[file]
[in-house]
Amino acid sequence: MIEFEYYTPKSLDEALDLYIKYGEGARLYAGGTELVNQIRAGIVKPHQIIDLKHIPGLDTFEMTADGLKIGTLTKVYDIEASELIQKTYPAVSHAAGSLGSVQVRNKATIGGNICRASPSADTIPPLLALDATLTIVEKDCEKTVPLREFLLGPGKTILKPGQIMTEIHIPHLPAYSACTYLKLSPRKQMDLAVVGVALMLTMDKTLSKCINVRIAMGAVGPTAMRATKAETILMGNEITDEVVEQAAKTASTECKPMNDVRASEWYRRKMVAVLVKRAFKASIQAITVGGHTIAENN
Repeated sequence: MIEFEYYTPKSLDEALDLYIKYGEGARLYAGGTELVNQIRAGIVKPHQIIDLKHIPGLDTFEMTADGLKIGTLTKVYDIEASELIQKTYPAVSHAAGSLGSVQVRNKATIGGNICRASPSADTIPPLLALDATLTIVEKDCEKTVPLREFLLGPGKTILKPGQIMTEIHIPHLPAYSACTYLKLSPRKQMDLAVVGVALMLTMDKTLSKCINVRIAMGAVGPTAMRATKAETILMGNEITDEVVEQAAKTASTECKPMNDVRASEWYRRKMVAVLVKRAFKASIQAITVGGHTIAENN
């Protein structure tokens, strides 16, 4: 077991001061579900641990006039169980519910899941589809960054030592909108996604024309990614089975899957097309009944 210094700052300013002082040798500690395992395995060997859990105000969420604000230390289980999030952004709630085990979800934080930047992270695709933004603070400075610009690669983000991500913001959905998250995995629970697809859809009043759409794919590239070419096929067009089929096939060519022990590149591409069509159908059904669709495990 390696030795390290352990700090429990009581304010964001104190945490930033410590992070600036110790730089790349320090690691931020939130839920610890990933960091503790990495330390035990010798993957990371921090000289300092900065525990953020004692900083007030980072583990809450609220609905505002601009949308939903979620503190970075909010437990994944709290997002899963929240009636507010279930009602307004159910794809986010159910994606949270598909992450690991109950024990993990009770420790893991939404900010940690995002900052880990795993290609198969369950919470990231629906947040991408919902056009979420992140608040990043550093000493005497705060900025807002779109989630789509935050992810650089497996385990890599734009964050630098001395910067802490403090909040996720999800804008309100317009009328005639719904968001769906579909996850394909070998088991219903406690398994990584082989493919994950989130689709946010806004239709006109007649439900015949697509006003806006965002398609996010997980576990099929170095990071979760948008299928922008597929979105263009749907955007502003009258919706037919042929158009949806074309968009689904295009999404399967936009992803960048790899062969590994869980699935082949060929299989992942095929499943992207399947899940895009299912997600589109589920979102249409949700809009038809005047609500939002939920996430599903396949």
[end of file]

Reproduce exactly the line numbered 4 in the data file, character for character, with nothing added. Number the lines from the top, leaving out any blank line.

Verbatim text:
């Protein structure tokens, strides 16, 4: 077991001061579900641990006039169980519910899941589809960054030592909108996604024309990614089975899957097309009944 210094700052300013002082040798500690395992395995060997859990105000969420604000230390289980999030952004709630085990979800934080930047992270695709933004603070400075610009690669983000991500913001959905998250995995629970697809859809009043759409794919590239070419096929067009089929096939060519022990590149591409069509159908059904669709495990 390696030795390290352990700090429990009581304010964001104190945490930033410590992070600036110790730089790349320090690691931020939130839920610890990933960091503790990495330390035990010798993957990371921090000289300092900065525990953020004692900083007030980072583990809450609220609905505002601009949308939903979620503190970075909010437990994944709290997002899963929240009636507010279930009602307004159910794809986010159910994606949270598909992450690991109950024990993990009770420790893991939404900010940690995002900052880990795993290609198969369950919470990231629906947040991408919902056009979420992140608040990043550093000493005497705060900025807002779109989630789509935050992810650089497996385990890599734009964050630098001395910067802490403090909040996720999800804008309100317009009328005639719904968001769906579909996850394909070998088991219903406690398994990584082989493919994950989130689709946010806004239709006109007649439900015949697509006003806006965002398609996010997980576990099929170095990071979760948008299928922008597929979105263009749907955007502003009258919706037919042929158009949806074309968009689904295009999404399967936009992803960048790899062969590994869980699935082949060929299989992942095929499943992207399947899940895009299912997600589109589920979102249409949700809009038809005047609500939002939920996430599903396949």